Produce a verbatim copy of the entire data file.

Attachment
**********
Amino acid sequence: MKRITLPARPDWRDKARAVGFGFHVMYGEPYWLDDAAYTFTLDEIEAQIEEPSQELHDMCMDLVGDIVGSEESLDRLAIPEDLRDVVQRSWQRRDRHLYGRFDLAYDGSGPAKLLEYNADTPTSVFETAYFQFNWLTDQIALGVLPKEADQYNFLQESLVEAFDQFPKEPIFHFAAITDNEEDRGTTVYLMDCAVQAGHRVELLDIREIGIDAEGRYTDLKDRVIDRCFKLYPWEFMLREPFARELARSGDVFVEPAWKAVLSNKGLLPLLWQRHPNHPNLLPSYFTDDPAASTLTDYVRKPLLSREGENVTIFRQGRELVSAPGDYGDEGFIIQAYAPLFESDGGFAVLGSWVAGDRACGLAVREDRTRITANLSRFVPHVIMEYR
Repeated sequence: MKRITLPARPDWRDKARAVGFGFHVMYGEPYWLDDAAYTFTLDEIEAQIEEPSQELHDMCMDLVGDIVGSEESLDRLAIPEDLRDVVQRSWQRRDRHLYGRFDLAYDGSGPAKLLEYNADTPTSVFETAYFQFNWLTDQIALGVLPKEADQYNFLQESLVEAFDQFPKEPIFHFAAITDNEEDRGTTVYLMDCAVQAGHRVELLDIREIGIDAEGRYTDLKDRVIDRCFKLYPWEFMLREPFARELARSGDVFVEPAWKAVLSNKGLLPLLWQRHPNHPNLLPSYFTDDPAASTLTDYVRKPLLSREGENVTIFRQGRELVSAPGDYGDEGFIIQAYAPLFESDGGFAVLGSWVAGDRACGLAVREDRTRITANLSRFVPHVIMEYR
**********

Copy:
Amino acid sequence: MKRITLPARPDWRDKARAVGFGFHVMYGEPYWLDDAAYTFTLDEIEAQIEEPSQELHDMCMDLVGDIVGSEESLDRLAIPEDLRDVVQRSWQRRDRHLYGRFDLAYDGSGPAKLLEYNADTPTSVFETAYFQFNWLTDQIALGVLPKEADQYNFLQESLVEAFDQFPKEPIFHFAAITDNEEDRGTTVYLMDCAVQAGHRVELLDIREIGIDAEGRYTDLKDRVIDRCFKLYPWEFMLREPFARELARSGDVFVEPAWKAVLSNKGLLPLLWQRHPNHPNLLPSYFTDDPAASTLTDYVRKPLLSREGENVTIFRQGRELVSAPGDYGDEGFIIQAYAPLFESDGGFAVLGSWVAGDRACGLAVREDRTRITANLSRFVPHVIMEYR
Repeated sequence: MKRITLPARPDWRDKARAVGFGFHVMYGEPYWLDDAAYTFTLDEIEAQIEEPSQELHDMCMDLVGDIVGSEESLDRLAIPEDLRDVVQRSWQRRDRHLYGRFDLAYDGSGPAKLLEYNADTPTSVFETAYFQFNWLTDQIALGVLPKEADQYNFLQESLVEAFDQFPKEPIFHFAAITDNEEDRGTTVYLMDCAVQAGHRVELLDIREIGIDAEGRYTDLKDRVIDRCFKLYPWEFMLREPFARELARSGDVFVEPAWKAVLSNKGLLPLLWQRHPNHPNLLPSYFTDDPAASTLTDYVRKPLLSREGENVTIFRQGRELVSAPGDYGDEGFIIQAYAPLFESDGGFAVLGSWVAGDRACGLAVREDRTRITANLSRFVPHVIMEYR